Smartwatch Wars: Samsung Gear Live

  • We could very well be witnessing the birth of the smartwatch revolution. Google has unleashed not one, not two, but three smartwatches onto the battlefield. We have before us the Gear Live of those three fabled smartwatches.

    The official tech

  • Taking a page out of the "If it ain't broke
  • This will warrant more than a few comparisons between the two -- after all, you don't want to buy the wrong smartwatch, arewerite?
  • If your smartwatch was ever arrested, would you be able to identify it out of a police lineup of smartwatches? Left to right we have the Samsung Gear 2, Samsung Gear Fit, LG G Watch (full teardown coming tomorrow), and Samsung Gear Live.
  • The bands come off in a snap. It's the same design geared toward replaceability as found in the Gear 2. A neat little pull lever disengages one of the holding pins, allowing the band to roam free from the watch. The back of the smartwatch houses th
  • Off come the Torx T5 screws found on the back of the Gear Live -- the same type and size as in the LG G Watch. Coincidence? We think so.
  • Unbeknownst to unsuspecting fixers -- but knownst to us -- these otherwise amiable T5 Torx screws are non-magnetic. Curses! Screws removed, all you need to gain entry is a plastic opening tool to work around the perimeter -- just like the Gear 2.
  • The Gear Live pops apart into two pieces — the front display assembly where all the magic happens, and the rear cover where the power lies.
  • Here's a better view.
  • First off, let's take a peek at the Gear Live's battery.
  • We use a spudger to pry the lightly adhered battery contact pad from its roost in the rear cover, and then use some sweet tweezers to pull the powerhouse out of the rear panel.
  • The battery inscription says "1.14 Wh."" According to mathemagics and a 300 mAh battery
  • Next goes the power button ribbon cable. It was holding on like a champ for a while, but eventually our tweezers overtook it.
  • Hey, what's this? A Bluetooth/WiFi antenna? This thing isn't supposed to have WiFi! We don't know if Samsung is hiding anything for the future, but we are quite adept at reading cable inscriptions.
  • Also notable is the liquid damage indicator. So although this device is "IP67 water resistant
  • Next we focus our attention on the vibrator assembly.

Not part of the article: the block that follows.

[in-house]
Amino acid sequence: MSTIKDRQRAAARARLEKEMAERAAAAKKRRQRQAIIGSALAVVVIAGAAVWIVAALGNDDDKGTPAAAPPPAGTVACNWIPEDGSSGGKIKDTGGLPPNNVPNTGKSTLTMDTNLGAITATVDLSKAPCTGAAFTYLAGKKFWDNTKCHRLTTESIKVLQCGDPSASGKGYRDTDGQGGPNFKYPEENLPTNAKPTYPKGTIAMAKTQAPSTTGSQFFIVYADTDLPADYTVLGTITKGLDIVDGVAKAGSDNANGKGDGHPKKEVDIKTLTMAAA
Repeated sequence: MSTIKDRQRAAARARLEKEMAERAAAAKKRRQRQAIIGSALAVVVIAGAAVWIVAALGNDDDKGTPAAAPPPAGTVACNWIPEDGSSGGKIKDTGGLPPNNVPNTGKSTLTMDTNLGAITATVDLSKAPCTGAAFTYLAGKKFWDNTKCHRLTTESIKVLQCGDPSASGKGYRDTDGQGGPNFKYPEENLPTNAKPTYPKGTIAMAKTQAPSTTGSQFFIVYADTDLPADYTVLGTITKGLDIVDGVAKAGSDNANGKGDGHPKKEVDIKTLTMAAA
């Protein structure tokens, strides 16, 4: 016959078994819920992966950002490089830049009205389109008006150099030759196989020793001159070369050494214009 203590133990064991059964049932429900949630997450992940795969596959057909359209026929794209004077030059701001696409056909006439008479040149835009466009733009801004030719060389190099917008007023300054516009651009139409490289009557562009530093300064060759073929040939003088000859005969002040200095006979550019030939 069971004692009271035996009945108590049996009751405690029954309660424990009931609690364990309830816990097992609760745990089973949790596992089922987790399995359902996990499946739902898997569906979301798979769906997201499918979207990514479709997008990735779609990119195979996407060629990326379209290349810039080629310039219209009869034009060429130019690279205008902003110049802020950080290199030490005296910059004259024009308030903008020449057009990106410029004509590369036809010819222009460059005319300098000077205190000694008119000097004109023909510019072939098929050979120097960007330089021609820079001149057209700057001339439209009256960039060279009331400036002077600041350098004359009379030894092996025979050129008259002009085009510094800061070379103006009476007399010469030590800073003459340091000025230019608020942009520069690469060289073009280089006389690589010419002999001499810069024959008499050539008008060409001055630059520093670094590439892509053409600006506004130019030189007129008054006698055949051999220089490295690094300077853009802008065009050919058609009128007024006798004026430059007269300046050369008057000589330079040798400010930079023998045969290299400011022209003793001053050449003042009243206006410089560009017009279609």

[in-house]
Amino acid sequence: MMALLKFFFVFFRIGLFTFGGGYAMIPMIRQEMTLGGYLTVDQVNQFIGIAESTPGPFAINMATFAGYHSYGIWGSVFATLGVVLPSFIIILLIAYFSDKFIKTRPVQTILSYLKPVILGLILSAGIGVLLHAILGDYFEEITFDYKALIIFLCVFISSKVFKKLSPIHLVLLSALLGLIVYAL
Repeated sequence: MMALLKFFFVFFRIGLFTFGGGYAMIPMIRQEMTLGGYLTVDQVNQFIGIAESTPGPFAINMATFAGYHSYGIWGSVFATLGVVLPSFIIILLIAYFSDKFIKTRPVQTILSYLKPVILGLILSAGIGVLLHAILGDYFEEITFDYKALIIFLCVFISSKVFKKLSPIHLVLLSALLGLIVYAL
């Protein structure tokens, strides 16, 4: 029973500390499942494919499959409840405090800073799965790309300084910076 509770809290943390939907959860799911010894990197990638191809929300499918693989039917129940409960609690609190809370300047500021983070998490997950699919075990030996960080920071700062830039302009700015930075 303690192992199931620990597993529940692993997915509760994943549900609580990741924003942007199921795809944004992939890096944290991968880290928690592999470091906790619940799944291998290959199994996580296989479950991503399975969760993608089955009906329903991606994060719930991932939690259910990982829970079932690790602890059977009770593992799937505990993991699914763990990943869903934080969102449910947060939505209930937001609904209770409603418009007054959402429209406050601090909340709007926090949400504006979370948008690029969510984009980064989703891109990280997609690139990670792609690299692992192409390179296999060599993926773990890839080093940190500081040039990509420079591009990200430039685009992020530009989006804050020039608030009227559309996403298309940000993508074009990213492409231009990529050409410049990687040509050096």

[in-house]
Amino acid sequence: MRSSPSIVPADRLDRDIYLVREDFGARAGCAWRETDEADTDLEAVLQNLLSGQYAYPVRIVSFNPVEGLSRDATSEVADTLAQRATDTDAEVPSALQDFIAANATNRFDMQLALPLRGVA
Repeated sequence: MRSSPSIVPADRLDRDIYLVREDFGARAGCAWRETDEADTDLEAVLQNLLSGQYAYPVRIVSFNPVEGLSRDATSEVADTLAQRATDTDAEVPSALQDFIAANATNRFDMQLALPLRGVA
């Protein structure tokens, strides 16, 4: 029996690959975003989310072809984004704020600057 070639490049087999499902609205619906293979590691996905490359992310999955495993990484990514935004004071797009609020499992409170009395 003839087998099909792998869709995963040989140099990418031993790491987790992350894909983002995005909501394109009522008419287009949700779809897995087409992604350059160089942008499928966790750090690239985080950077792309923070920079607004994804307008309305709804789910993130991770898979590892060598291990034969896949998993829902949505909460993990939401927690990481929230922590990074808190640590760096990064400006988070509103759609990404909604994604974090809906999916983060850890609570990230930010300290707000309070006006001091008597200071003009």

• We definitely know this is the right vibrator inside, since the assembly also contains the Gear Live's SM-R382 model number.
  • Next, we disconnect the display cable in order to get our hands on the motherboard. The board comes out after a gentle nudge from our trusty tweezers.
  • The wee motherboard bears an even wee-er daughterboard layered right on top, where we find the power input connectors and the tiny biometric (heart rate) sensor.
  • With a bit of patient spudgering, the boards are disengaged -- leaving the motherboard stripped and primed for some primo IC analysis:

    Maxim Integrated MAX77836 Low-Voltage Input, 3V/3.3V/5V/ Adjustable Output, Step-Up DC-DC Converter (red
  • Continued:

    Samsung KMF5X0005A-A210 512 MB DRAM package with the Qualcomm APQ8026 System on Chip layered beneath (green)

    Qualcom PM8226 power management IC (blue)

    InvenSense MP92M 9-axis Gyro + Accelerometer + Compass (pur
  • Happily, we're not yet done tweezing ...
  • Beneath the thermal pad, a Cypress Semiconductor CYTMA54 touchscreen controller blinks its eyes under the bright lights of the teardown table.
  • The display itself seems to be glued into the metal chassis.
  • Samsung Gear Live Repairability Score: 8 out of 10 (10 is easiest to repair).


The first of the Android Wear teardowns are here: Say hello to our little Samsung Gear Live, an Android Wear-based smartwatch announced and released by Samsung and Google in June.

Click on the Samsung Gear Live to start the slideshow. Tomorrow we will bring you the innards of the LG G Watch. Which one is better? We will let you decide.

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